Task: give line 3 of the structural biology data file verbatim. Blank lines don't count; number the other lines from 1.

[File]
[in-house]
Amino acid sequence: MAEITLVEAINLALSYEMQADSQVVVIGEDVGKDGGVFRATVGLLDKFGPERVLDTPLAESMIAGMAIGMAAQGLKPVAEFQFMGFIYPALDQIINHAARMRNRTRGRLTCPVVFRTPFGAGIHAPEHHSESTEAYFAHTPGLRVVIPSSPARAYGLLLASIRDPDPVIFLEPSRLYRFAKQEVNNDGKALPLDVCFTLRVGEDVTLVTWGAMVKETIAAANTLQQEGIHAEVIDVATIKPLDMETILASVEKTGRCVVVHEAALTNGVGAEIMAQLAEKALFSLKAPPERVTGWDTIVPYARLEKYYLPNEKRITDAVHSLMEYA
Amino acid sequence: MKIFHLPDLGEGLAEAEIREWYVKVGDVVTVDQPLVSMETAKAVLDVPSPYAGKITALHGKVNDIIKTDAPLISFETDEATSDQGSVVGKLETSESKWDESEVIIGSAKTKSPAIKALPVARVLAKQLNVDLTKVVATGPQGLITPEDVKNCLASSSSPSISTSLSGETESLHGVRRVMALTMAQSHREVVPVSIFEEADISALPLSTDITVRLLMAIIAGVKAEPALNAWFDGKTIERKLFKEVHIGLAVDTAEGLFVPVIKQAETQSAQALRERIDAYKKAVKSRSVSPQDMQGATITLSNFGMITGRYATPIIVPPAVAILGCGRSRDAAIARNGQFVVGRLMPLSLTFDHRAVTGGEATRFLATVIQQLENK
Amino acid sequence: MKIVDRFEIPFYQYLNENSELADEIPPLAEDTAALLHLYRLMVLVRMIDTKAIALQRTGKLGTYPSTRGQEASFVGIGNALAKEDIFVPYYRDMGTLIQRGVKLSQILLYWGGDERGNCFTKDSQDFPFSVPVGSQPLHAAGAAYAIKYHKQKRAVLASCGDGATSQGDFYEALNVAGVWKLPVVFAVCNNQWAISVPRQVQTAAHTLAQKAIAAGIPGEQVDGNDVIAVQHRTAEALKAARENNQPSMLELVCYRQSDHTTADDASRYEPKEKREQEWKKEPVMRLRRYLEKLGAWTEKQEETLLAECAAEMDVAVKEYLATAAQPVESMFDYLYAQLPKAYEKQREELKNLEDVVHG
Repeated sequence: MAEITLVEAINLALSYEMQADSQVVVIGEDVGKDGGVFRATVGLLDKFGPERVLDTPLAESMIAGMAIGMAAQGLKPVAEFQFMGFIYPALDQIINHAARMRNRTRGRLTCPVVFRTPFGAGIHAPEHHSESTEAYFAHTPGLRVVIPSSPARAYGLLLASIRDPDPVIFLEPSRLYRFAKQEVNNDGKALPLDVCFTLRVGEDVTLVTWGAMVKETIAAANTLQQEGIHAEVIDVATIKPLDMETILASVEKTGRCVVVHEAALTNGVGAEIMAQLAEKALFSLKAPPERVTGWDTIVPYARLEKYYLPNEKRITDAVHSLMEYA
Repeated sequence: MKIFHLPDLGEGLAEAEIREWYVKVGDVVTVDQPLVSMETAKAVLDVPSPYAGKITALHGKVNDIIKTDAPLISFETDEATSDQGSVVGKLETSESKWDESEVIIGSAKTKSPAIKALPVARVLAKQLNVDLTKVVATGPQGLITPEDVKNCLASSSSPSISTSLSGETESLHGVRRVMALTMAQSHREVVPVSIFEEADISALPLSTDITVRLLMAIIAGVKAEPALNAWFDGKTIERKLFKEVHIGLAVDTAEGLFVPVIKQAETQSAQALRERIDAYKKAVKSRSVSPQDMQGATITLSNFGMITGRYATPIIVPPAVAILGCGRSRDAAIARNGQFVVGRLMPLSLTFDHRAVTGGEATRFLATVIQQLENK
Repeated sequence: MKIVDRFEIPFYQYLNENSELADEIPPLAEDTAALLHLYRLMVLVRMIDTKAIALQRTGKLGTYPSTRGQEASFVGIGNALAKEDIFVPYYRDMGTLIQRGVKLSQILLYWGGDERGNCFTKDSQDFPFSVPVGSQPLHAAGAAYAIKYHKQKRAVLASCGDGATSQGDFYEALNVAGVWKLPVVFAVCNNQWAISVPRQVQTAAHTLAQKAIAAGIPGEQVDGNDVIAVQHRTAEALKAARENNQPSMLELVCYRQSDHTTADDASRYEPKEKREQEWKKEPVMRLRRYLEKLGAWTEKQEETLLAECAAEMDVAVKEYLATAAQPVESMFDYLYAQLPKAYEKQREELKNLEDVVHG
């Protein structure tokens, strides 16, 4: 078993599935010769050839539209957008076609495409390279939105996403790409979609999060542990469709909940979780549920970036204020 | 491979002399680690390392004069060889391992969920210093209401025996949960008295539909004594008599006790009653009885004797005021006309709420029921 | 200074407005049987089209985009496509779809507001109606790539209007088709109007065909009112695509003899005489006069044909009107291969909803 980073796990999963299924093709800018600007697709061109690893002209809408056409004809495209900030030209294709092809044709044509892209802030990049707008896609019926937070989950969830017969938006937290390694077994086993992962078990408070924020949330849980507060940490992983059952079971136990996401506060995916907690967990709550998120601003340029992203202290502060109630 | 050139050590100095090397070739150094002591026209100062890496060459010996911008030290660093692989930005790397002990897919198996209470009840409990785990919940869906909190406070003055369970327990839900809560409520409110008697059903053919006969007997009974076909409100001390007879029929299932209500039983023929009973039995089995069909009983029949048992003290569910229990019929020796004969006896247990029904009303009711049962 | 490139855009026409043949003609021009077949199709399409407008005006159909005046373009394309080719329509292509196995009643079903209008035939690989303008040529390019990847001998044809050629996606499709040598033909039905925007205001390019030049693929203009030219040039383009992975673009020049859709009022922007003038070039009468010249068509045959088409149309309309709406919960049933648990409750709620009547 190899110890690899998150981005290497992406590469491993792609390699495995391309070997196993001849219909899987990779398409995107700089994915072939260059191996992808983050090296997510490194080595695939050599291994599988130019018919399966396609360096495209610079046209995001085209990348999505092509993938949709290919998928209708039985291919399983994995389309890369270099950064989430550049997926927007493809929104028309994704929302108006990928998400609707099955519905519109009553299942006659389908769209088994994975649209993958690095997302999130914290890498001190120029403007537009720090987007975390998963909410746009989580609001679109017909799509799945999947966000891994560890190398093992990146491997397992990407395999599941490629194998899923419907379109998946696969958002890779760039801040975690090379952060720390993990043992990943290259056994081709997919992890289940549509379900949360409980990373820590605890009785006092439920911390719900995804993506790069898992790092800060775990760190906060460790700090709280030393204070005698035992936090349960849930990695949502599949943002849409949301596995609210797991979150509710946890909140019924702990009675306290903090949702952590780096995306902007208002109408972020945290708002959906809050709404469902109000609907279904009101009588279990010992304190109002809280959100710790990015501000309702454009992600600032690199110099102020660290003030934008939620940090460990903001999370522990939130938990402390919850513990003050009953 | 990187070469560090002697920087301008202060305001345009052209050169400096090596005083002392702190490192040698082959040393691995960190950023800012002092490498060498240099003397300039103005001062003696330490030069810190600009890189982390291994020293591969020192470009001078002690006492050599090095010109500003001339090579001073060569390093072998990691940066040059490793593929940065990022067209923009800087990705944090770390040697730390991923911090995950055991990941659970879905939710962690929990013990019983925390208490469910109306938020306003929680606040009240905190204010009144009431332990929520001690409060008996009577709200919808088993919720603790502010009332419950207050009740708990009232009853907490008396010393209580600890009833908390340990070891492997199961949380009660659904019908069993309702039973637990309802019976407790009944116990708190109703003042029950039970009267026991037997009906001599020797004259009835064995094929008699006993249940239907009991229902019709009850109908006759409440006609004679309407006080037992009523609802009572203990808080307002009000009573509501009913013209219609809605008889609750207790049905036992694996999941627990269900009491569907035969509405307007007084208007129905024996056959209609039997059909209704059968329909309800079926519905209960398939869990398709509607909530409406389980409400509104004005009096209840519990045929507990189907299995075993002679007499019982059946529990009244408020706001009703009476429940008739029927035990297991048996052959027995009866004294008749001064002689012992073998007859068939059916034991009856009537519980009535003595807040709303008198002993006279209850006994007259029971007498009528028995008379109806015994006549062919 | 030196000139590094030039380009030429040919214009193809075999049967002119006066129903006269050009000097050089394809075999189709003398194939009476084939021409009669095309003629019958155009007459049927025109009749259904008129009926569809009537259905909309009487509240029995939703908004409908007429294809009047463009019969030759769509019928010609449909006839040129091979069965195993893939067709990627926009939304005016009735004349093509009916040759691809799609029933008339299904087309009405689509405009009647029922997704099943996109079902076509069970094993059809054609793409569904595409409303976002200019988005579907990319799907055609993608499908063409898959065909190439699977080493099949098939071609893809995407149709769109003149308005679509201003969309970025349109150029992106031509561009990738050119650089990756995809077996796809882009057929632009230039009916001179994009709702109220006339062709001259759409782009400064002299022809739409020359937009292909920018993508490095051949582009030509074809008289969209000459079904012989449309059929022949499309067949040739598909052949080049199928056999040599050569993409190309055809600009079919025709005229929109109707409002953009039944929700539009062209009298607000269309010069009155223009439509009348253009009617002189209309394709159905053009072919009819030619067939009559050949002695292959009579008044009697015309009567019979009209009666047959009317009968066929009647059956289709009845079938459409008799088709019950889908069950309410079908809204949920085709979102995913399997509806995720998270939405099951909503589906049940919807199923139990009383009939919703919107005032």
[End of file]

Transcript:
Amino acid sequence: MKIFHLPDLGEGLAEAEIREWYVKVGDVVTVDQPLVSMETAKAVLDVPSPYAGKITALHGKVNDIIKTDAPLISFETDEATSDQGSVVGKLETSESKWDESEVIIGSAKTKSPAIKALPVARVLAKQLNVDLTKVVATGPQGLITPEDVKNCLASSSSPSISTSLSGETESLHGVRRVMALTMAQSHREVVPVSIFEEADISALPLSTDITVRLLMAIIAGVKAEPALNAWFDGKTIERKLFKEVHIGLAVDTAEGLFVPVIKQAETQSAQALRERIDAYKKAVKSRSVSPQDMQGATITLSNFGMITGRYATPIIVPPAVAILGCGRSRDAAIARNGQFVVGRLMPLSLTFDHRAVTGGEATRFLATVIQQLENK